"Woman," he said, compelled somehow to keep his voice quiet, "is that a boy child?"
"Yes, this is my son," she replied. As she looked up at him, Kronos noted that she was not that much older than the slave girl at his camp, and not dissimilar in looks. But her demeanour was radically different from that of his slave. This woman radiated peace and joy and contentment. Kronos felt himself soothed, but quickly recollected the purpose of his mission.
"Move away from the boy," he ordered, drawing his already well bloodied dagger.
"His father will protect him," the woman cautioned, as she moved back slightly. Kronos craned his head around, but could see no one else in the stable.
Stepping up to the child, Kronos raised his dagger to deliver the killing blow. Just then, he looked into the child's eyes. What stared back at him caused the breath to stop in his chest. Eyes that he had last seen glaring out of his lost brother's face gazed calmly back at him. Eyes that were filled with wisdom and loss and great pain, both already felt and yet to come, sat unblinking in the face of a child just days old.
Kronos fell back, pulling a huge, gasping breath into his straining lungs. The arm that he had raised to deal death to this child dropped to his side at the sight of Death already dealt. A rush of immortal presence alerted him to the arrival of Silas and Caspian.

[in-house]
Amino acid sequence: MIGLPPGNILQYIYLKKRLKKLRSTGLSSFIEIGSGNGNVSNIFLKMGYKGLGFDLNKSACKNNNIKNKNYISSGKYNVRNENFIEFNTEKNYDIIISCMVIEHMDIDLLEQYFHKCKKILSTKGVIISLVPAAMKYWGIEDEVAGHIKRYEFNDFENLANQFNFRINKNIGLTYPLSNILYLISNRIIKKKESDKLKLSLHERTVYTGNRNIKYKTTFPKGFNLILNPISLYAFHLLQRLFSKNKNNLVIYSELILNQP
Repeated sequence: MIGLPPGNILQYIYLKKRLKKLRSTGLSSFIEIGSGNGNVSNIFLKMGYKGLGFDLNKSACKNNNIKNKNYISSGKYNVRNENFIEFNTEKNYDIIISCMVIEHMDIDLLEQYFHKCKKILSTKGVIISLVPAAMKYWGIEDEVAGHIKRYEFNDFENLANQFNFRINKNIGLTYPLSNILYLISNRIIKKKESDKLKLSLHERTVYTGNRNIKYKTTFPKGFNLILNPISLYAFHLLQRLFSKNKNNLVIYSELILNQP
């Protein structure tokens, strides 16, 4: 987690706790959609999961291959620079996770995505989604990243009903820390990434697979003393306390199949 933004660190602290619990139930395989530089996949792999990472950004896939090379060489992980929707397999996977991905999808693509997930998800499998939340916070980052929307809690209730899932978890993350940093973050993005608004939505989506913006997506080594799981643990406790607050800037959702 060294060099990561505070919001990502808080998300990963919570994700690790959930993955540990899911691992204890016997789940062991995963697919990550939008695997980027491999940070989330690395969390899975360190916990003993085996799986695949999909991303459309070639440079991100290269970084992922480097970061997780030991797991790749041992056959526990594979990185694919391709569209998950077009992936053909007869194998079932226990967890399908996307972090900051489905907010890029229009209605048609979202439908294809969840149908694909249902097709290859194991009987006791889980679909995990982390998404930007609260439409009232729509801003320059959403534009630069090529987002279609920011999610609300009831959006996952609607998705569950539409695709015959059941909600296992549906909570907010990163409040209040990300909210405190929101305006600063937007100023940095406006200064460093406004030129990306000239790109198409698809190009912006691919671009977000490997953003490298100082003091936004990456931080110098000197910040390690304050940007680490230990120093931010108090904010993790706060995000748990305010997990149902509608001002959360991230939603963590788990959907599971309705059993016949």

"Is this the last one?" Silas was obviously anxious to be gone from the city.
"Kill him, brother," urged Caspian. "Or may I have the honours?"
Kronos' outstretched hand stopped Caspian in his tracks. "Leave this one," he ordered quietly. Caspian began to protest, but the point of Kronos' dagger under his chin halted his words.
"Come brothers, it is time for us to leave." Kronos once again spoke softly, as if to avoid disturbing the child. "You have had your fun, now we ride."
As the Horsemen broke camp and rode away from Bethlehem, Kronos knew he would not receive the information that Herod had promised him. "But I will find you, Methos," he promised aloud. "If it takes me another two thousand years, I will find you."